7. Pomegranate And Whiskey: Cocktails aren’t only good for providing inspiration for kombucha flavours — you can use the drink in the cocktails themselves, like this one from Honest Cooking that has the unexpected combination of pomegranate and whiskey.

8. Margarita: Toronto's Queen West bar Fonda Lola makes a great kombucha margarita, Shamai said — but you can try this recipe from Holistic Squid at home if you don’t live in Toronto.

9. Lavender: You may not think of plants like lavender when you think of beverages — florals are more often associated with fragrances than food. But many are edible, and can provide a lovely counterpoint to the somewhat bracing flavour of kombucha. This recipe from Kombucha Revolution uses lavender with a green tea base.

Lavender–Green Tea Kombucha

Makes 1 gallon

15 1/2 cups purified water

16 to 20 tea bags or 8 tablespoons (35 grams) loose-leaf black tea

1 cup evaporated cane sugar

2 cups starter tea

1 SCOBY

4 tsp chopped fresh lavender buds, or 2 tsp dried

Heat 6 cups of the water in a stainless steel saucepan over medium heat to 170°F, then remove from heat. Add the tea, stir well, and cover. Steep for 4 minutes, stirring once at 2 minutes. Remove the tea bags or pour tea through a colander or fine-mesh strainer into a second pot. Compost the tea.

Add the sugar and stir until dissolved. Then add 8 cups of water to cool the tea to about room temperature (72°F or cooler). Add the starter tea and stir. Pour into a 1-gallon jar. With rinsed hands, carefully lay the SCOBY on the surface of the tea. Cover the opening of the jar with a clean cotton cloth and hold it in place with a rubber band.

Place the jar in a warm spot (72°F to 78°F) out of direct sunlight and leave undisturbed to ferment for 7 days.

Taste the kombucha, using a straw. Does it taste too sweet? Let it go a few more days before tasting again.

Is it sufficiently tart and you love it? Great! Time for the next step.

Carefully remove the SCOBY with rinsed hands and place on a clean porcelain or glass plate or bowl bathed in kombucha. This will be your culture for the next batch.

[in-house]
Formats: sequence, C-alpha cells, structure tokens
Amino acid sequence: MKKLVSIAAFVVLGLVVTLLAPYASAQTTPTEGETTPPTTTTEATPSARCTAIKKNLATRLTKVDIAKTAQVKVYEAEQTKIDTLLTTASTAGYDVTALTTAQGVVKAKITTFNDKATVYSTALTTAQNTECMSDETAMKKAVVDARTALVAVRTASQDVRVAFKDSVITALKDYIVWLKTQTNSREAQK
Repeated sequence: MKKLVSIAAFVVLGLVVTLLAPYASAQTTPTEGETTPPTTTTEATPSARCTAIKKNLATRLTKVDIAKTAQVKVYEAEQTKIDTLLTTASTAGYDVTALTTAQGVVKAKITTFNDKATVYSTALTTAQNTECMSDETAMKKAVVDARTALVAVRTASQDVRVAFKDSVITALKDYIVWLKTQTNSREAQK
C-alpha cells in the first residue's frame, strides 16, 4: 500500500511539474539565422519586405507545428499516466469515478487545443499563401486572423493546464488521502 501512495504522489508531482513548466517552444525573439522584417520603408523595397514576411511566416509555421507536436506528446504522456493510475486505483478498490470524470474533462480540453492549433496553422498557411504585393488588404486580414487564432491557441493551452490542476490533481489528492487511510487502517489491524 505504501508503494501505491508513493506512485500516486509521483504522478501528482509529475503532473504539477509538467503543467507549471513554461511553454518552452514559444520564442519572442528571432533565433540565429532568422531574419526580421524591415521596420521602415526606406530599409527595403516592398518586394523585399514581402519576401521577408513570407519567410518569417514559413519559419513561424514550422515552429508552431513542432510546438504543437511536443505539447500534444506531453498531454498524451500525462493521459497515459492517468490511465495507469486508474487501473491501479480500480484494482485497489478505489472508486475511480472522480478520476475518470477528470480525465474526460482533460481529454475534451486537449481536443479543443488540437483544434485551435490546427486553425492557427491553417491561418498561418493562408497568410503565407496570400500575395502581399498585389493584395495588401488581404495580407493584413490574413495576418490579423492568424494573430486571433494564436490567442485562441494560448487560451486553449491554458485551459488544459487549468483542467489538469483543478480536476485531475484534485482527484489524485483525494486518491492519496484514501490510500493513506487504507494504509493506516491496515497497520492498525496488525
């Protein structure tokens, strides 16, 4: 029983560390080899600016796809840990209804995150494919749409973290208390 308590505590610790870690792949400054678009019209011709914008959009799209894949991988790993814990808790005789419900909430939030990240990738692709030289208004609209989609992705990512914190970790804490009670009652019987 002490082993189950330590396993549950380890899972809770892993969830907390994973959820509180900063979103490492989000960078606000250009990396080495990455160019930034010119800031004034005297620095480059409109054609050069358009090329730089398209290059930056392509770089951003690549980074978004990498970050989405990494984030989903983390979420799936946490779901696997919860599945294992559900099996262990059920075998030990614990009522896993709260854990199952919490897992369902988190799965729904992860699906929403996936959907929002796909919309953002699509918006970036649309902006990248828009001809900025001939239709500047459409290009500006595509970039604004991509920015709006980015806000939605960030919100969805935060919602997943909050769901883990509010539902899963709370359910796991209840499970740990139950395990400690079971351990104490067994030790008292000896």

If immediately proceeding with another batch, reserve about 2 cups of the finished kombucha for the starter tea of your next brew.

To steep the lavender, put the buds in a suitable tea ball, cheesecloth, or loose-leaf tea brewing device. Bring the remaining 1 1/2 cups of water to a boil.

Use 1/2 cup of the hot water to warm the container in which you’ll steep the lavender.

Pour it off.

Add the lavender to the container. Pour the hot water over, cover, and allow to steep for 5 minutes, but no longer than 5 minutes; lavender can go bitter. Remove the lavender and allow to cool to room temperature.

Using the funnel and spouted measuring cup (for easy pouring), divide the lavender infusion equally among the bottles (about 2 tablespoons per 16-ounce bottle). Fill the bottles with the green tea kombucha, leaving 1 inch of air space in the neck. As you pour, you may want to use a fine-mesh strainer to filter out yeast strands. Cap tightly.

To begin the optional secondary fermentation, simply store the capped bottles in a warm dry place (72°F to 78°F is best) for 48 hours. Be aware that the sugars present will add fuel to the fermentation action in the bottle, which will increase the pressure inside the bottles. After 48 hours, chill one of the bottles for at least 6 hours. Crack it open and pour into a glass. If it effervesces, you’ve done it! If you want more carbonation, let it go for a few more days and test another chilled bottle. When you’re pleased with the carbonation, refrigerate all the bottles to end the fermentation.

Credit: Reprinted with permission from Kombucha Revolution by Stephen Lee, copyright (c) 2014. Published by Ten Speed Press, an imprint of Random House LLC.